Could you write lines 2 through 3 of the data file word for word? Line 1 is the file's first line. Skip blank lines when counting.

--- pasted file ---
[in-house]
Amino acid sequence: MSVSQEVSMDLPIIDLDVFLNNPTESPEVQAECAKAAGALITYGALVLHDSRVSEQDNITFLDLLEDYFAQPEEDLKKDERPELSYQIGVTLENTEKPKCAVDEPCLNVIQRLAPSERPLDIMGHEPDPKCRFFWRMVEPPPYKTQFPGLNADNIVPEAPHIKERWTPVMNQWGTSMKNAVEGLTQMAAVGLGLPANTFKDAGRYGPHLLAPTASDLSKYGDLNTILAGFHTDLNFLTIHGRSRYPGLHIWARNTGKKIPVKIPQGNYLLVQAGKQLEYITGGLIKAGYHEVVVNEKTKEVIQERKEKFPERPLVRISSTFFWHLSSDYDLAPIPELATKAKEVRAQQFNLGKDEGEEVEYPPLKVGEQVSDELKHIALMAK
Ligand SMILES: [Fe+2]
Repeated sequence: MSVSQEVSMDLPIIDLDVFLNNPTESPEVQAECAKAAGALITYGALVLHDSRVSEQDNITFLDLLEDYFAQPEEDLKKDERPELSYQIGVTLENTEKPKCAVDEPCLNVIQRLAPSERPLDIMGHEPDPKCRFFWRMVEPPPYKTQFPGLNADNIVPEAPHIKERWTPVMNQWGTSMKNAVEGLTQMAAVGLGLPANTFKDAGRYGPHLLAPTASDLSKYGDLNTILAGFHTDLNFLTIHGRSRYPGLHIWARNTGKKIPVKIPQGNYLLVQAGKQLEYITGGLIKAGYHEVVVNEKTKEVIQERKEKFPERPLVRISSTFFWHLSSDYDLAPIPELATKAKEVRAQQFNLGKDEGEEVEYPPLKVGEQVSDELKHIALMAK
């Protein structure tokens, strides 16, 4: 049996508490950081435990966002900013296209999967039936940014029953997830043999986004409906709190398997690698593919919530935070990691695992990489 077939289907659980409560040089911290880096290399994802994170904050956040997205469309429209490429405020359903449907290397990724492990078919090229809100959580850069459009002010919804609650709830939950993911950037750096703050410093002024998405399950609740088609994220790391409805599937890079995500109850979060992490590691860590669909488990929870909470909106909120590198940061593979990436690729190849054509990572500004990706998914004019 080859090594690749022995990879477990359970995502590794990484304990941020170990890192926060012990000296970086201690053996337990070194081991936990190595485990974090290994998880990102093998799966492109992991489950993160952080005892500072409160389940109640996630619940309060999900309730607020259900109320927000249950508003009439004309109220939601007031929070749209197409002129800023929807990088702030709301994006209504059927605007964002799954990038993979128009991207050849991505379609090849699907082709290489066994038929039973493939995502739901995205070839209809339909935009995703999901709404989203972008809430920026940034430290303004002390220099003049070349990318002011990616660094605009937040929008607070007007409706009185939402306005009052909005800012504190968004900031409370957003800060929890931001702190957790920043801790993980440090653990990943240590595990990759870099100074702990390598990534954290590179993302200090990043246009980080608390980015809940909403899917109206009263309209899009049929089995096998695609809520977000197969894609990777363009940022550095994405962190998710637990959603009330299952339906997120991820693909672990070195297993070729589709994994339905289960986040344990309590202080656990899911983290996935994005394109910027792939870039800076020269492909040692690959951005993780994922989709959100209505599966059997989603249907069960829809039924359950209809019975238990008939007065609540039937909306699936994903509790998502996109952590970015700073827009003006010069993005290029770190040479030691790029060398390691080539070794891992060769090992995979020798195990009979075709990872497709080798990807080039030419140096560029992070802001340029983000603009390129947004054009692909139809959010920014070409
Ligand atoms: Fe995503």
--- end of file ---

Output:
Amino acid sequence: MSVSQEVSMDLPIIDLDVFLNNPTESPEVQAECAKAAGALITYGALVLHDSRVSEQDNITFLDLLEDYFAQPEEDLKKDERPELSYQIGVTLENTEKPKCAVDEPCLNVIQRLAPSERPLDIMGHEPDPKCRFFWRMVEPPPYKTQFPGLNADNIVPEAPHIKERWTPVMNQWGTSMKNAVEGLTQMAAVGLGLPANTFKDAGRYGPHLLAPTASDLSKYGDLNTILAGFHTDLNFLTIHGRSRYPGLHIWARNTGKKIPVKIPQGNYLLVQAGKQLEYITGGLIKAGYHEVVVNEKTKEVIQERKEKFPERPLVRISSTFFWHLSSDYDLAPIPELATKAKEVRAQQFNLGKDEGEEVEYPPLKVGEQVSDELKHIALMAK
Ligand SMILES: [Fe+2]